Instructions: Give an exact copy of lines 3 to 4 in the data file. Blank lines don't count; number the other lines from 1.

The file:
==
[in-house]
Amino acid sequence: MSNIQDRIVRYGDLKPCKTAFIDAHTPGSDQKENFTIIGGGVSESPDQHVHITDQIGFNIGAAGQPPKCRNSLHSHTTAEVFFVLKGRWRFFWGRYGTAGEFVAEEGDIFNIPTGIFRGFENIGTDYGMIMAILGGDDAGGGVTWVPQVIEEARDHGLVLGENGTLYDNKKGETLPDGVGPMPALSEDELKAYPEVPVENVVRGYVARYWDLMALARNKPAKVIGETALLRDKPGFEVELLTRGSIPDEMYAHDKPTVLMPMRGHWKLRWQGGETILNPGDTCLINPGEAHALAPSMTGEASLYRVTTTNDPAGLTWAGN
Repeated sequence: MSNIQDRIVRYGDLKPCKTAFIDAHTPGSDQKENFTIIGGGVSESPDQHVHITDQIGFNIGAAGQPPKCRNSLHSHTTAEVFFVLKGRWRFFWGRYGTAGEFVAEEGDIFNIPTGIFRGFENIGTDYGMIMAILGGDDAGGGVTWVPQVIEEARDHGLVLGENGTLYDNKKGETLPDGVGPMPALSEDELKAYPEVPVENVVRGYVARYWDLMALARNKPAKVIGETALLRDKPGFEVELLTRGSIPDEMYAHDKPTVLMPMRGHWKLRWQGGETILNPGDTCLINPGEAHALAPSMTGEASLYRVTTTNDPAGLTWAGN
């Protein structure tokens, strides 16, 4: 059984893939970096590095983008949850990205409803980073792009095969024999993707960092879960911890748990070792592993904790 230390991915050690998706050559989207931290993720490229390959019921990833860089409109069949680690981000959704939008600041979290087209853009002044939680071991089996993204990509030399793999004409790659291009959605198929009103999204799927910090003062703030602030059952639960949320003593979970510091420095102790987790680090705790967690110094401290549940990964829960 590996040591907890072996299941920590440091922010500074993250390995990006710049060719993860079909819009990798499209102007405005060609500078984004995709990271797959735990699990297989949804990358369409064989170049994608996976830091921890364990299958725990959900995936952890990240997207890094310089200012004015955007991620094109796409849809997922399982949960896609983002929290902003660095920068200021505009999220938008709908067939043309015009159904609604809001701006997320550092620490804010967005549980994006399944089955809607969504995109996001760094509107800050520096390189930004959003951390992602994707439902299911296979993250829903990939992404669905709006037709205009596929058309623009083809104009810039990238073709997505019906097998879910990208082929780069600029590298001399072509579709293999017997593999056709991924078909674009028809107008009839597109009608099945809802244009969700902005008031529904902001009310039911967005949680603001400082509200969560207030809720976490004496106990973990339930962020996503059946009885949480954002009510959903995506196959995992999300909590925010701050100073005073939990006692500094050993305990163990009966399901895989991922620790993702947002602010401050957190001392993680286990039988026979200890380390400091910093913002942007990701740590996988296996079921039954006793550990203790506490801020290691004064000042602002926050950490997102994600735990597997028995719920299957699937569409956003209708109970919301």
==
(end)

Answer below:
Repeated sequence: MSNIQDRIVRYGDLKPCKTAFIDAHTPGSDQKENFTIIGGGVSESPDQHVHITDQIGFNIGAAGQPPKCRNSLHSHTTAEVFFVLKGRWRFFWGRYGTAGEFVAEEGDIFNIPTGIFRGFENIGTDYGMIMAILGGDDAGGGVTWVPQVIEEARDHGLVLGENGTLYDNKKGETLPDGVGPMPALSEDELKAYPEVPVENVVRGYVARYWDLMALARNKPAKVIGETALLRDKPGFEVELLTRGSIPDEMYAHDKPTVLMPMRGHWKLRWQGGETILNPGDTCLINPGEAHALAPSMTGEASLYRVTTTNDPAGLTWAGN
């Protein structure tokens, strides 16, 4: 059984893939970096590095983008949850990205409803980073792009095969024999993707960092879960911890748990070792592993904790 230390991915050690998706050559989207931290993720490229390959019921990833860089409109069949680690981000959704939008600041979290087209853009002044939680071991089996993204990509030399793999004409790659291009959605198929009103999204799927910090003062703030602030059952639960949320003593979970510091420095102790987790680090705790967690110094401290549940990964829960 590996040591907890072996299941920590440091922010500074993250390995990006710049060719993860079909819009990798499209102007405005060609500078984004995709990271797959735990699990297989949804990358369409064989170049994608996976830091921890364990299958725990959900995936952890990240997207890094310089200012004015955007991620094109796409849809997922399982949960896609983002929290902003660095920068200021505009999220938008709908067939043309015009159904609604809001701006997320550092620490804010967005549980994006399944089955809607969504995109996001760094509107800050520096390189930004959003951390992602994707439902299911296979993250829903990939992404669905709006037709205009596929058309623009083809104009810039990238073709997505019906097998879910990208082929780069600029590298001399072509579709293999017997593999056709991924078909674009028809107008009839597109009608099945809802244009969700902005008031529904902001009310039911967005949680603001400082509200969560207030809720976490004496106990973990339930962020996503059946009885949480954002009510959903995506196959995992999300909590925010701050100073005073939990006692500094050993305990163990009966399901895989991922620790993702947002602010401050957190001392993680286990039988026979200890380390400091910093913002942007990701740590996988296996079921039954006793550990203790506490801020290691004064000042602002926050950490997102994600735990597997028995719920299957699937569409956003209708109970919301």